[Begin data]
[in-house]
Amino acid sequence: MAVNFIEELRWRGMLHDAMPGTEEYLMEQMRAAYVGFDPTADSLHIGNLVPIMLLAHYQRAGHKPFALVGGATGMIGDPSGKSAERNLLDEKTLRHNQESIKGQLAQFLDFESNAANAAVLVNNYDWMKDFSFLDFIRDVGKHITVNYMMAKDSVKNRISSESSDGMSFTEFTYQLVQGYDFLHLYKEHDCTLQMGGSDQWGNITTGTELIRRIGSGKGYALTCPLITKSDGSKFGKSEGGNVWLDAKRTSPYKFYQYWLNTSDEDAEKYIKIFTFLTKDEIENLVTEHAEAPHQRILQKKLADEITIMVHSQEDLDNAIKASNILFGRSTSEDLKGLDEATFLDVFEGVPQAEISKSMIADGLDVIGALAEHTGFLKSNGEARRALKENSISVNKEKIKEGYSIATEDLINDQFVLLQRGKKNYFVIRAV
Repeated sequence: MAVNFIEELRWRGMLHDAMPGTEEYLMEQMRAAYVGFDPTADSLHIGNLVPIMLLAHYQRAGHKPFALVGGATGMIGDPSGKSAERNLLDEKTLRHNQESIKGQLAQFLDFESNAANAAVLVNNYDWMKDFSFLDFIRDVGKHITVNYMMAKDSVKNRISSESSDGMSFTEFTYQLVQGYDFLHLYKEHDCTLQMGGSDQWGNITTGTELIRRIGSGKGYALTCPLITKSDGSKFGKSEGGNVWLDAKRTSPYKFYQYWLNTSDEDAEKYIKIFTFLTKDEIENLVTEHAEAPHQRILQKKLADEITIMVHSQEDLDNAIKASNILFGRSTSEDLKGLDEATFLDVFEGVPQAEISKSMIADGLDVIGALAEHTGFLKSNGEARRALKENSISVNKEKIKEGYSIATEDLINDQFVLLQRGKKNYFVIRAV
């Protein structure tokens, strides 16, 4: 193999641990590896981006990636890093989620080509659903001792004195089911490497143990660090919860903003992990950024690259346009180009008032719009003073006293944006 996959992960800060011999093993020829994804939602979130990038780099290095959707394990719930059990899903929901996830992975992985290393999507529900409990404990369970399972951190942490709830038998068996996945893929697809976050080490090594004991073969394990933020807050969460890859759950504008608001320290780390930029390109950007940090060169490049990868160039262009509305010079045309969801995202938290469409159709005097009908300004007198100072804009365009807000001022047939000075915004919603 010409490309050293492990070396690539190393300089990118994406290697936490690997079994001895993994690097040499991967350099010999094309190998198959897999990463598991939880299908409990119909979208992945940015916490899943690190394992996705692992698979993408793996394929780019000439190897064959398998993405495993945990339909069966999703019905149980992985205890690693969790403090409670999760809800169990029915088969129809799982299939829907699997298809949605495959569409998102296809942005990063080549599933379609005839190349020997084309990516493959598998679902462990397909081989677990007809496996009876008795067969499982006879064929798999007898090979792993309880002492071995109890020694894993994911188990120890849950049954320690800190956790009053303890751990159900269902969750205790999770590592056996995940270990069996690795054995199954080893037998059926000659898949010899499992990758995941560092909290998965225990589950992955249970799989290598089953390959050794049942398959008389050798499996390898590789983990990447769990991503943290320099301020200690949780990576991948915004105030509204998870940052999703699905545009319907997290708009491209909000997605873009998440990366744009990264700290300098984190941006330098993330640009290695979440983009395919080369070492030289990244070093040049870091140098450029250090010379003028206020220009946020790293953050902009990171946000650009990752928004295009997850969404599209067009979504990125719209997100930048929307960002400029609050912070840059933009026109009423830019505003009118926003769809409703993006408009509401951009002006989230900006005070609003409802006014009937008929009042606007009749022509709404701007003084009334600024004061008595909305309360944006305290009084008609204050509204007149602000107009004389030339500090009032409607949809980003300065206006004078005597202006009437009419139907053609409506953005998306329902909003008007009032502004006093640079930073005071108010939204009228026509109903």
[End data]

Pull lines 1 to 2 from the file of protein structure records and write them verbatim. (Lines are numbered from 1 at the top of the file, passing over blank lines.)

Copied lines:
[in-house]
Amino acid sequence: MAVNFIEELRWRGMLHDAMPGTEEYLMEQMRAAYVGFDPTADSLHIGNLVPIMLLAHYQRAGHKPFALVGGATGMIGDPSGKSAERNLLDEKTLRHNQESIKGQLAQFLDFESNAANAAVLVNNYDWMKDFSFLDFIRDVGKHITVNYMMAKDSVKNRISSESSDGMSFTEFTYQLVQGYDFLHLYKEHDCTLQMGGSDQWGNITTGTELIRRIGSGKGYALTCPLITKSDGSKFGKSEGGNVWLDAKRTSPYKFYQYWLNTSDEDAEKYIKIFTFLTKDEIENLVTEHAEAPHQRILQKKLADEITIMVHSQEDLDNAIKASNILFGRSTSEDLKGLDEATFLDVFEGVPQAEISKSMIADGLDVIGALAEHTGFLKSNGEARRALKENSISVNKEKIKEGYSIATEDLINDQFVLLQRGKKNYFVIRAV